It doesn’t really surprise me when I meet people who don’t budget. I’ve been at it for so long and it’s become such a major part of my life that it’s rare I go a day without thinking about budgeting. But, I wasn’t always like that.
At one point in my life, I was one-half of a newly married couple that was 100K in debt! Deciding to set and stick to a firm budget changed our lives, our relationship, and our future.
If you haven’t yet started budgeting, I’d suggest giving it a shot – especially if you are in one of the following groups!
Budgeting is important for young adults as they begin to navigate life on their own. They’ll be faced with new expenses like student loan payments and possibly rent for the first time.
For many, this is the stage of life where either positive or negative money habits will begin to form. If positive habits form in early adulthood, those habits are likely to remain throughout their lives.
Young adults may begin planning for larger expenses like a wedding, purchasing a first home or car. These are all expenses that are much easier to navigate when budgeted for.
Newly Married Couples
A budget is really helpful for newly married couples because they may be merging bank accounts, spending habits, and even debt for the first time. You could have a situation where one of the partners was a budgeter prior to the coupling and the other wasn’t, where neither has ever followed a budget, or where both are dedicated budgeters.
A newly married couple may be paying off large bills from a wedding and/or honeymoon. They may be considering purchasing a new “Forever” home.
They are at a high risk of falling into poor spending habits as they may now have a newly combined income and the freedom and desire to eat out often, travel freely, and shop at will.
It is especially important to learn budgeting as a newly married couple begins to consider growing their family.
It is beyond necessary for every family to have a budget. Families need to know how much money is coming in and going out each month. When a couple adds kids to the mix, the spending and needs expand. Without a clear picture of what is going where, things can get sticky really fast.
The more people in the family and depending on the ages of the kids, the possibility for unexpected expenses increase.
Additionally, kids are expensive. People don’t just say that to be funny, it’s true! Have you seen the prices for organized sports and summer camps? These are often expenses you’ll need to plan for far in advance.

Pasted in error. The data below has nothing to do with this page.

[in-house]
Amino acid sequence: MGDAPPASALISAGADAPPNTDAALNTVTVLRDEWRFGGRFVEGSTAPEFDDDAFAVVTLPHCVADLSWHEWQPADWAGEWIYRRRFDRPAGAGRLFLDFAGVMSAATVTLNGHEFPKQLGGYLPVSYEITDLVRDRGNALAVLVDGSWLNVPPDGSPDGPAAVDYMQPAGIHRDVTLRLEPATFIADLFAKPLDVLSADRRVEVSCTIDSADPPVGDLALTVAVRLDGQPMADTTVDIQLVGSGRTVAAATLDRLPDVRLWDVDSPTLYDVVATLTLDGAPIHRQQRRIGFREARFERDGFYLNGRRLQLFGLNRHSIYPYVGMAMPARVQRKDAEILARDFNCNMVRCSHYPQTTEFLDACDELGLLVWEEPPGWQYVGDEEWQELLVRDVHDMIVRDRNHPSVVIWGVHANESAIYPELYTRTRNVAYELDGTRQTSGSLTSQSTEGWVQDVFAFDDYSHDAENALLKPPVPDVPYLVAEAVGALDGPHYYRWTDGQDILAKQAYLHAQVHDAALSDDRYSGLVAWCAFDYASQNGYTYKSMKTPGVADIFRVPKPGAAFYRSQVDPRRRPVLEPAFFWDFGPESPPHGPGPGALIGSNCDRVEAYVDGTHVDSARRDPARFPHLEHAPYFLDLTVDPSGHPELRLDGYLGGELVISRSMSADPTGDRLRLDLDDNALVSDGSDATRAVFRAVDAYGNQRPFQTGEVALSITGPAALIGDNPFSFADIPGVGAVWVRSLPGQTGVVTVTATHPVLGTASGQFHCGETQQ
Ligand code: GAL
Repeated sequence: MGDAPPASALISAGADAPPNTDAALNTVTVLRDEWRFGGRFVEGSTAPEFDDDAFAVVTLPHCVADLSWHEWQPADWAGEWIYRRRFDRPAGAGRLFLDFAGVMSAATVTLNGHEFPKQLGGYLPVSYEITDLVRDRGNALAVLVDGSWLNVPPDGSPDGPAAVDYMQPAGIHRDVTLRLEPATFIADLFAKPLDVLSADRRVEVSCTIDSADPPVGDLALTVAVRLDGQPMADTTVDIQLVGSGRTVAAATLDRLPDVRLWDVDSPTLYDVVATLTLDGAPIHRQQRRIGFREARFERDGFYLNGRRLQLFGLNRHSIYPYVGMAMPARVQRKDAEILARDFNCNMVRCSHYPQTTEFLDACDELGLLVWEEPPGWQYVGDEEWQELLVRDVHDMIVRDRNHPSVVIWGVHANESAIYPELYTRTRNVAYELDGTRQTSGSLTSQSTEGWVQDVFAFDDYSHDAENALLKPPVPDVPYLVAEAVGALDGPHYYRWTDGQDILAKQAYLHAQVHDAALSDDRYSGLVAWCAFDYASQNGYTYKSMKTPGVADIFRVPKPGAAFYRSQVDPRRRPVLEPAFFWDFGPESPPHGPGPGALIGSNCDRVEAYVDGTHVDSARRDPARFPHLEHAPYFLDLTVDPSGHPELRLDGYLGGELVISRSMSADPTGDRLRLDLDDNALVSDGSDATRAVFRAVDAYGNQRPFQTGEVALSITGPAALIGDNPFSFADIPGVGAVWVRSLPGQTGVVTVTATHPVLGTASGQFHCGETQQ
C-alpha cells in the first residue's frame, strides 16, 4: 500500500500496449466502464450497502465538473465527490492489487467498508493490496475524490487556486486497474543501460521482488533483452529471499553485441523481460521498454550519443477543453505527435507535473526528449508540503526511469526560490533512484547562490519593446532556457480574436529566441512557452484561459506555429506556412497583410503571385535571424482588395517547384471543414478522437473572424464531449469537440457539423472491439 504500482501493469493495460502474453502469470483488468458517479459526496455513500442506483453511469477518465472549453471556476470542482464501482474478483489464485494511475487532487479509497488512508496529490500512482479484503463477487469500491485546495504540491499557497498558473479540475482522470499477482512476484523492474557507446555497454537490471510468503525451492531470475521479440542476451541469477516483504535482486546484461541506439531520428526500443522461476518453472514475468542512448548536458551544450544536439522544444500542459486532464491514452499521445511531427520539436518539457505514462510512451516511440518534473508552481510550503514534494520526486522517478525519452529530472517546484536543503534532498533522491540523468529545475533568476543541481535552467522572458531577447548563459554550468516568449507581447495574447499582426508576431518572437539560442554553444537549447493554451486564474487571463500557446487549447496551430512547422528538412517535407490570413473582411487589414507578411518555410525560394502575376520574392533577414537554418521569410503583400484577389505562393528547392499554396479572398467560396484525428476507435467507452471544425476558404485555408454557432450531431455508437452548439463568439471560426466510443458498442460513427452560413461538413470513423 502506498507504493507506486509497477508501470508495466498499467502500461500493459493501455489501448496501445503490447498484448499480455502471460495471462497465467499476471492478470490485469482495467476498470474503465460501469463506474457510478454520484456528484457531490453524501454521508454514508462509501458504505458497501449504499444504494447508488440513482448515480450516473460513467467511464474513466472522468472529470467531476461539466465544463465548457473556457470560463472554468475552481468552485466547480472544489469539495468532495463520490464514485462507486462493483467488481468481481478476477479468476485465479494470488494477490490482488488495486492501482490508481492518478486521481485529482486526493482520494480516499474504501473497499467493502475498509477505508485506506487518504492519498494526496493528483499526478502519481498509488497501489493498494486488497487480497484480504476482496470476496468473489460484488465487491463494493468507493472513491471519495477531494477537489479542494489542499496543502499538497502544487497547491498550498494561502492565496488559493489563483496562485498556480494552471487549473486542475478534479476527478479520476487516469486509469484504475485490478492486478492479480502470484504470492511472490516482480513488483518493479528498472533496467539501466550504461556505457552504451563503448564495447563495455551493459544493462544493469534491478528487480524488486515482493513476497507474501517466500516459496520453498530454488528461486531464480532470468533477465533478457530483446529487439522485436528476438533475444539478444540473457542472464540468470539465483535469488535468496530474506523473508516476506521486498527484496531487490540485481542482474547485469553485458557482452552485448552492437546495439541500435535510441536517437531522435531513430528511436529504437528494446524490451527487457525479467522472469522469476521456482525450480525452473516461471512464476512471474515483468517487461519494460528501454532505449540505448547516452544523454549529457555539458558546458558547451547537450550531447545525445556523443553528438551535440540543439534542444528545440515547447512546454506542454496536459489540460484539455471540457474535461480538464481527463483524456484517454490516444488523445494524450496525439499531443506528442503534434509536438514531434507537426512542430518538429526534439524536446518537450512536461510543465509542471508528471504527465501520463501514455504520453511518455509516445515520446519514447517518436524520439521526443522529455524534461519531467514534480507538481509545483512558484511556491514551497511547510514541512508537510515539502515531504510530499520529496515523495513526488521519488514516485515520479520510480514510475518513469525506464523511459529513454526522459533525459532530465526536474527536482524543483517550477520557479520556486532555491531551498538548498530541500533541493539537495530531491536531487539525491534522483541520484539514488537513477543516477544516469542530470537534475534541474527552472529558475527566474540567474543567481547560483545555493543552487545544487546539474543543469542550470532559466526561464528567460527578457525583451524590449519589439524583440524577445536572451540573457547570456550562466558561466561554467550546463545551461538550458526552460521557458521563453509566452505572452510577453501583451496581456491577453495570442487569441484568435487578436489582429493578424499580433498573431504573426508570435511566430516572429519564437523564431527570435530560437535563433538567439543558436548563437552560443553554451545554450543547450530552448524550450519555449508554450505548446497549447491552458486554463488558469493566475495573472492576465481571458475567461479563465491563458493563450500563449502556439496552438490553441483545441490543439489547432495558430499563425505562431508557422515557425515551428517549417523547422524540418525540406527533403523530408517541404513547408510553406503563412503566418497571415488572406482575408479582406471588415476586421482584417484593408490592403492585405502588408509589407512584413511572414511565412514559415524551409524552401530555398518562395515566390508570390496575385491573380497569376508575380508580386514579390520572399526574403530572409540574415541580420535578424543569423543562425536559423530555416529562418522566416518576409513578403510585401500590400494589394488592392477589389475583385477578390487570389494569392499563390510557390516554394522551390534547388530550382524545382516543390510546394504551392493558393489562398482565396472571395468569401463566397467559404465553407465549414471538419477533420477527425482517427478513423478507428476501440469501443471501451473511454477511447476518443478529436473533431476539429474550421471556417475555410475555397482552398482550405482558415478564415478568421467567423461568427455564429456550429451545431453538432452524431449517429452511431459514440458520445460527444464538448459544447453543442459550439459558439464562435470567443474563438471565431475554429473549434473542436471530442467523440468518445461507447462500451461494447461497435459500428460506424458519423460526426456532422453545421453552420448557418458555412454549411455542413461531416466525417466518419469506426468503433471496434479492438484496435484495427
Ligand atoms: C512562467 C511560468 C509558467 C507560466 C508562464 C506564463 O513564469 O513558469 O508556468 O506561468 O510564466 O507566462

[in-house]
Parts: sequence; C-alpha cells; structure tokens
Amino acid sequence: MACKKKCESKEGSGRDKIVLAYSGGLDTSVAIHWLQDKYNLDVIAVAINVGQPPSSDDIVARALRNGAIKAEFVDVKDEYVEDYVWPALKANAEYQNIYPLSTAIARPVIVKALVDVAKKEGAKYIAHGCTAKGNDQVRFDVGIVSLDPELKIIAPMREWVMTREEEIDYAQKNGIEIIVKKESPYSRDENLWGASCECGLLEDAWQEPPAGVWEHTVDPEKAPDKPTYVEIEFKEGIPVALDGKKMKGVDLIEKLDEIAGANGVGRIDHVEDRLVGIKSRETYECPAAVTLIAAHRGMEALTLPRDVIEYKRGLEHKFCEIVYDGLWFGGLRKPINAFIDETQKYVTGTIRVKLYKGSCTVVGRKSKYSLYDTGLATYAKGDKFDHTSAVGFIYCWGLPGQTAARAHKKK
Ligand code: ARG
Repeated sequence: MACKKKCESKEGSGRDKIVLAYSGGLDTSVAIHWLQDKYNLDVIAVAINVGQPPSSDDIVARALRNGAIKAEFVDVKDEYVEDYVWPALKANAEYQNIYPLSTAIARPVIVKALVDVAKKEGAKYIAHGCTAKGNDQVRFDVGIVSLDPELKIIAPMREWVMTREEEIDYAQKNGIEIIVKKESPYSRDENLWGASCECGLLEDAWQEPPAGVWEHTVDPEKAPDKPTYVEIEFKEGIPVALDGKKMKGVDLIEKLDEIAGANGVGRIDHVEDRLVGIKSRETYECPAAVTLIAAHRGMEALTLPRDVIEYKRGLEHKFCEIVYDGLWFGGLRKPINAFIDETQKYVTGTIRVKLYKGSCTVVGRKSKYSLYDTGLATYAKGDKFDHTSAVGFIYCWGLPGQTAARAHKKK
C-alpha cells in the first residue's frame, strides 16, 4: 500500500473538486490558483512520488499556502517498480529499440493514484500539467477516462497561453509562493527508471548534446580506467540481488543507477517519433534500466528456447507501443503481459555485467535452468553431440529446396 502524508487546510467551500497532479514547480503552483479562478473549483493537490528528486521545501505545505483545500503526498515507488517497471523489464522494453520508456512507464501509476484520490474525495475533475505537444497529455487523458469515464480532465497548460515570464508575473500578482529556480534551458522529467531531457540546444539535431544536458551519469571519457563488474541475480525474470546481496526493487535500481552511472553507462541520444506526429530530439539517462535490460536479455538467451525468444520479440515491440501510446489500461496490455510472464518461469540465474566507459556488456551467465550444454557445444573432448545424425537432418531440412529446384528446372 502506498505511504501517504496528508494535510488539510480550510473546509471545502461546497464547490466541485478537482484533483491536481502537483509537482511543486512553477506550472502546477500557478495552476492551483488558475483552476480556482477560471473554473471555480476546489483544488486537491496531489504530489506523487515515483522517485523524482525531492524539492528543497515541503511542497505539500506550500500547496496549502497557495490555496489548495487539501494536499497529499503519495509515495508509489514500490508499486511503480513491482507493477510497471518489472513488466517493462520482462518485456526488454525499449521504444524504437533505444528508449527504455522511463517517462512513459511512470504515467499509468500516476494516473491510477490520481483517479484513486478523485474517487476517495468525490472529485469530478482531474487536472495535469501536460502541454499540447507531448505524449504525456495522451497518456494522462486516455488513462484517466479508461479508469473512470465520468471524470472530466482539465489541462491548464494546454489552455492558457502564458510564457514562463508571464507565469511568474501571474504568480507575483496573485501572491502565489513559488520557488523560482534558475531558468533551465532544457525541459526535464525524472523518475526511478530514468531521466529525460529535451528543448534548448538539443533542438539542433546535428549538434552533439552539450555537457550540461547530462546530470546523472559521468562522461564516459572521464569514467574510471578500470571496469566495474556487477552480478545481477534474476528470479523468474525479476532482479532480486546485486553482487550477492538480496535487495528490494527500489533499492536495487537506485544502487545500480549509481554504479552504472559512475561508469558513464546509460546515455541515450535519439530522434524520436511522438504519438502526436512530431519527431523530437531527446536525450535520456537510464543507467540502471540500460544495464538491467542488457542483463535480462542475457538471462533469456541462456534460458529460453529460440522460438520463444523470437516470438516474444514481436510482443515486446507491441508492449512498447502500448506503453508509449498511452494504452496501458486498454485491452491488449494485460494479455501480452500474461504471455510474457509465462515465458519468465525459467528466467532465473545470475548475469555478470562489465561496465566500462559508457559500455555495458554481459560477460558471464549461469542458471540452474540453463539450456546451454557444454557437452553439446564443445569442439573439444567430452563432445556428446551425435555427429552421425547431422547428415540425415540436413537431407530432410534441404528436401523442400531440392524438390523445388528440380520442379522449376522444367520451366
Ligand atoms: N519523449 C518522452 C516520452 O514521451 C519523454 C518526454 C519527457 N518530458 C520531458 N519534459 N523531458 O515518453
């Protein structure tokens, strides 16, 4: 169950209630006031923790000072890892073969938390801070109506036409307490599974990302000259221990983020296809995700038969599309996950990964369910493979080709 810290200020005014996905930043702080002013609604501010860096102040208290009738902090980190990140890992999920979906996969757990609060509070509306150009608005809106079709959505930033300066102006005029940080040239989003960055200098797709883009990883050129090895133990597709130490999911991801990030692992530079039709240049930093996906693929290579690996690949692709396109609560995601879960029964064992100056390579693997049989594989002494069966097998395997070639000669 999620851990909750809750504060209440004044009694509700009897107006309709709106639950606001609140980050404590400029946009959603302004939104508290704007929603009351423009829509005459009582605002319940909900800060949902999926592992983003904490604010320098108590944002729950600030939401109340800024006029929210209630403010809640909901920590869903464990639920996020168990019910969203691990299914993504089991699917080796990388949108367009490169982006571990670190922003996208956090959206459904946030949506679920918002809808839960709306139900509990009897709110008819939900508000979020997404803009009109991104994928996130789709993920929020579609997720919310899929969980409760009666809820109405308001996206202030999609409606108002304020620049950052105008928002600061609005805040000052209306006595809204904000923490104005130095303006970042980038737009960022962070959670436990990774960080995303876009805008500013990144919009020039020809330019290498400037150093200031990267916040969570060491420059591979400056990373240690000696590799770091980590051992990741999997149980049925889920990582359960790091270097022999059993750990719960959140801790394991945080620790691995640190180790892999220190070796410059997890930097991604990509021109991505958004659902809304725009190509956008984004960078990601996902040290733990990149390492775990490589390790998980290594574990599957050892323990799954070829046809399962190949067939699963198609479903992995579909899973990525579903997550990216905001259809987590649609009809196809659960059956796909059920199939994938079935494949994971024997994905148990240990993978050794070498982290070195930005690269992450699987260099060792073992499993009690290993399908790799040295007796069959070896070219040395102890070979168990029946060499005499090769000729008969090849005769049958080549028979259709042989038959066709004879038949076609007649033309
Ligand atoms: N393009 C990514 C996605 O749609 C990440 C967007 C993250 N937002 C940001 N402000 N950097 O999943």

Other large expenses families need to budget for – travel. The cost of traveling exponentially increases (especially by plane) the more people you add to the family. Your weekly grocery bill will also explode with both an infant (formula and diapers) and teenagers (they eat allllll the food, seriously).
Using budgeting strategies to prepare for these things in advance will keep your family protected in the event of a crisis.
Single adults can also greatly benefit from a set budget. Oftentimes, single adults find themselves supporting themselves as well as dependent children on one income. There may also be a mortgage and car payment to consider.
For a single adult supporting a family on one income, an unexpected crisis can be completely devastating. Having a budget where you regularly add to your savings could be a true life saver.
Even kids should be learning about budgeting! I know they might seem young but I promise you, it will be worth it. The earlier you begin to teach your kids the value of money, the better set up they’ll be in their adult life.
Since my kids were 4 and 6 years old, I’ve had them use piggy banks to start teaching them the concept of earning and saving their money to pay for things. Now that they are 9 and 11, I’m working on introducing the concept of budgeting with them.⠀
I’ve created a great system for us and you can check it out here. I’m sure it will evolve over time but for now, they are learning the basics of what I want them to learn and practice as adults.⠀
When kids learn budgeting strategies at an early age, they will bring those habits with them into adulthood.